To continue with the bovine theme, we have seen already this year Cowslips and Cow Parsley and we must not forget the Oxlip.  Then we move on to the Hogweed (Heracleum sphondylium), a stately and rather beautiful member of the Carrot Family, like the Cow Parsley.  This Hogweed flower head was being attended by a small moth which I have yet to identify.
Other farmyard interactions include Horsetails and Horse Radish, Sheep's Sorrel and Goat's Beard.  The list is long.  Then we have the more domesticated animals, particularly the canine variety including Dog Rose (Rosa canina).
Dogs occur everywhere with things like Dog's Mercury, Dog Violets and Wolfsbane.
This morning, we also saw a spectacular plant with a bird's name - the Orange Hawkweed (Pilosella aurantiaca).  Curiously, this plant also has a common name which harks back to the dogs.  It is sometimes known as Fox and Cubs.  The vibrant colour of this flower almost takes your breath away in the sunshine.
Well worth a longer walk this morning to see this particular beauty.

Sunday, 16 June 2013

Yellow Flag

Our walk this morning - trying to avoid the weekend cyclists - took us around the nearby farmland and along part of the derelict Nutbrook Canal.  Along the old canal, the wet ground provides the perfect growing conditions for the delightful Yellow Flag Iris (Iris pseudacorus).
The name 'Pseudacorus' refers to its resemblance to the Sweet Flag (Acorus calamus), but the Sweet Flag has no such bright flowers - although both grow in the same water margins and wet ground.
Yellow Flags have been used as water treating agents as they are able to take up heavy metals and other pollutants through its root system.
In stark contrast to the beauty of the Yellow Flag, nearby, we found a particularly nasty-looking creature crossing our path.  Now, I can't stand spiders, but even I was fascinated by this large and scary specimen.  Having trawled the web (no pun intended) and various books, I find it's a Nursery Web Spider (Pisaura mirabilis) and a new 'tick' for my invertebrates list.  Still makes me shudder!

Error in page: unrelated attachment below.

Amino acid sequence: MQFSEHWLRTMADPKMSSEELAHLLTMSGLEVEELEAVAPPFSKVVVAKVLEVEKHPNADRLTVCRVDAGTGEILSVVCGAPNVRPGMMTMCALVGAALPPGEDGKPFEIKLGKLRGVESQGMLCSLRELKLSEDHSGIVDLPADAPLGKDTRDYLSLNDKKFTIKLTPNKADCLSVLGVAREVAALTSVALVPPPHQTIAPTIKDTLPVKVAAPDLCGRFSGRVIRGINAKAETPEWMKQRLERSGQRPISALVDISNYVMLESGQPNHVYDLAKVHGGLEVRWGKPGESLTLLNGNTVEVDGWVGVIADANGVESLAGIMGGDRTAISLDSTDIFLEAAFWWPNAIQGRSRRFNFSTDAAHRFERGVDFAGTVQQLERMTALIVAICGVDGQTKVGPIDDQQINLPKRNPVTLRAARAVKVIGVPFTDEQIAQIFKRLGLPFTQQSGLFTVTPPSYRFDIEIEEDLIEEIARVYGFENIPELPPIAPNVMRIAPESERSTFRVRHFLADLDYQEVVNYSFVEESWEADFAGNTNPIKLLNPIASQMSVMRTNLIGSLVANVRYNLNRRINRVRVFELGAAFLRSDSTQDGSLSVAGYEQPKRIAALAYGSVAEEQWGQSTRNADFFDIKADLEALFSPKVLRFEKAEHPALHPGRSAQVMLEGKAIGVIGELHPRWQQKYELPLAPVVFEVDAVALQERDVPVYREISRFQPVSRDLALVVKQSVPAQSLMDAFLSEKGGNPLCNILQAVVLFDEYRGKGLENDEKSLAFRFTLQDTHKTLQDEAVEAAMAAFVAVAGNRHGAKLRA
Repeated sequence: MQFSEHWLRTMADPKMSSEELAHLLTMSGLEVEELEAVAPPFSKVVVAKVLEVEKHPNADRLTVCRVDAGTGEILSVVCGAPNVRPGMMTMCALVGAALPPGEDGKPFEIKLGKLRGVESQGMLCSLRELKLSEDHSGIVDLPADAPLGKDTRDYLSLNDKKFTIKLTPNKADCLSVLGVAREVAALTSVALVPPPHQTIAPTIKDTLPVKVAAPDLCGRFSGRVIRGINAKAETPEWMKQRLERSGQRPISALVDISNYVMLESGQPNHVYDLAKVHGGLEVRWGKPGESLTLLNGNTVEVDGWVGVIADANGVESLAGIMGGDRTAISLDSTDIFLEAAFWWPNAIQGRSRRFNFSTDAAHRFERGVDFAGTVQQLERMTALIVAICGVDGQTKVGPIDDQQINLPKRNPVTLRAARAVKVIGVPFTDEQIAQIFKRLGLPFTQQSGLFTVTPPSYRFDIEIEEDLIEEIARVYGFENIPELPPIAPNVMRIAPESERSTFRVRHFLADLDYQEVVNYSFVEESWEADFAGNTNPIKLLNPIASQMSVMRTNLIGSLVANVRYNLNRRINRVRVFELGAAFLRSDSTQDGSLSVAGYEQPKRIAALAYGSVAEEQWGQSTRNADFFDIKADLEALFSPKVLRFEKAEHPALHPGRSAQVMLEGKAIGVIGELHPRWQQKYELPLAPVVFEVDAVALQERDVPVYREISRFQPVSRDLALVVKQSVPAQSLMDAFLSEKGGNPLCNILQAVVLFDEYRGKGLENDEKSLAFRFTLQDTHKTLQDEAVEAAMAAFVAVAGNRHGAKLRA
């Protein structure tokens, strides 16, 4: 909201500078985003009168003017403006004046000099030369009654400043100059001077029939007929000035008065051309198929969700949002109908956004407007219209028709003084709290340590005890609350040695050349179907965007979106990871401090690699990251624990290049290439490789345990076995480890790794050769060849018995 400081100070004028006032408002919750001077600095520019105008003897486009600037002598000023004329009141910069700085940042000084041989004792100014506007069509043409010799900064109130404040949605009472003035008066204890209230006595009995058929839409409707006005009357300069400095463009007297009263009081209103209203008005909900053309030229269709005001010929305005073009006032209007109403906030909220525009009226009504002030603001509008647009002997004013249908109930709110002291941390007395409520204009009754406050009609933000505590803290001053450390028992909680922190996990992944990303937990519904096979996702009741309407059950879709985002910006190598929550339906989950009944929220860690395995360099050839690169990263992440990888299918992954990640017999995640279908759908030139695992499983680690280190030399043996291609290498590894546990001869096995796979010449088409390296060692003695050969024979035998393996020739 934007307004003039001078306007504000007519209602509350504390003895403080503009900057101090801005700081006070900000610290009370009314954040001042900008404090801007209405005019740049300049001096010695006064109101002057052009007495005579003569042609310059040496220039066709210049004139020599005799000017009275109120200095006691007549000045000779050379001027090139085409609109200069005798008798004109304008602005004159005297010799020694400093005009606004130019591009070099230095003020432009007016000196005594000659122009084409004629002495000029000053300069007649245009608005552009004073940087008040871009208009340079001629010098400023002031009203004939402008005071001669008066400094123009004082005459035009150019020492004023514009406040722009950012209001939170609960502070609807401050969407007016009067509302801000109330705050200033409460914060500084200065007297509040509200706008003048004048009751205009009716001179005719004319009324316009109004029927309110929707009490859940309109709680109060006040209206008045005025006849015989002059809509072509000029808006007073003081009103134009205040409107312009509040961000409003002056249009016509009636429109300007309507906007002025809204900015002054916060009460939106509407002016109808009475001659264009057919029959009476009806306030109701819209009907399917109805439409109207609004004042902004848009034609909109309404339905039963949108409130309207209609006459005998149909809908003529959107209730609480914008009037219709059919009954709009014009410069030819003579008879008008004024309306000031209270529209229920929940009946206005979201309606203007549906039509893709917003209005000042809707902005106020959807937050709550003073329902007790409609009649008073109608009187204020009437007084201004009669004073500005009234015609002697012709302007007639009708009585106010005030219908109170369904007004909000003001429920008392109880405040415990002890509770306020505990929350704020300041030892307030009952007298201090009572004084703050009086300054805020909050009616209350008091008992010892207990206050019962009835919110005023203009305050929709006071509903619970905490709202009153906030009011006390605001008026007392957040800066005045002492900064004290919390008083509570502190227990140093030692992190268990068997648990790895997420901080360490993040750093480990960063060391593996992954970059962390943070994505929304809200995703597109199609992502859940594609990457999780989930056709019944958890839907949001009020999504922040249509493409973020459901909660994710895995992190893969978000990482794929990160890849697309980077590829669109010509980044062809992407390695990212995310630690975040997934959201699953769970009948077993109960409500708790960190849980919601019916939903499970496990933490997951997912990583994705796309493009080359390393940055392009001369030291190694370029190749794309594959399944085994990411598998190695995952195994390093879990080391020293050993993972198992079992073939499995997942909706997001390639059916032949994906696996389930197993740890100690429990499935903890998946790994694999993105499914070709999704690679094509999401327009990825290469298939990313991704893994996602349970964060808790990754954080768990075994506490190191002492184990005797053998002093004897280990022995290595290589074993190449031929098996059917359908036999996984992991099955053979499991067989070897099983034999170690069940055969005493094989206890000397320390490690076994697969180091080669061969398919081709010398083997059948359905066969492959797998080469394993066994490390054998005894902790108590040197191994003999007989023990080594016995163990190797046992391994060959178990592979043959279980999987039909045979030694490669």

Friday, 14 June 2013

Swan Lake

After a couple of days of poor weather, we managed to get out and about again this morning for a walk around to Straw's Bridge and what is locally known as Swan Lake.  We wanted to check up on the Mallard ducklings and were pleased to see that they were all doing very well.  The Moorhens were also doing well, but no chicks for them I'm afraid.  This one is busy trying to be invisible among the Water Mint.
Among the wild Mallards, we have acquired a few escaped domestic ducks.  These are much larger than the 'native' ducks and their deep and guttural quacks are easily heard among the quacking chatter of the rest.  Most of the escapees are white, including this slumbering individual.
Back home and I took advantage of the dry spell, to mow the lawn and plant out the runner beans, these will no doubt provide a good meal for the slugs and snails, long before they provide any beans for us!  Our garden - and the house too for that matter - seem to be full of spiders at the moment.  These tiny baby Garden Spiders (Araneus diadematus) were bunching together for safety on our patio doors a few days ago.  Lets hope they keep to their name and stay in the garden!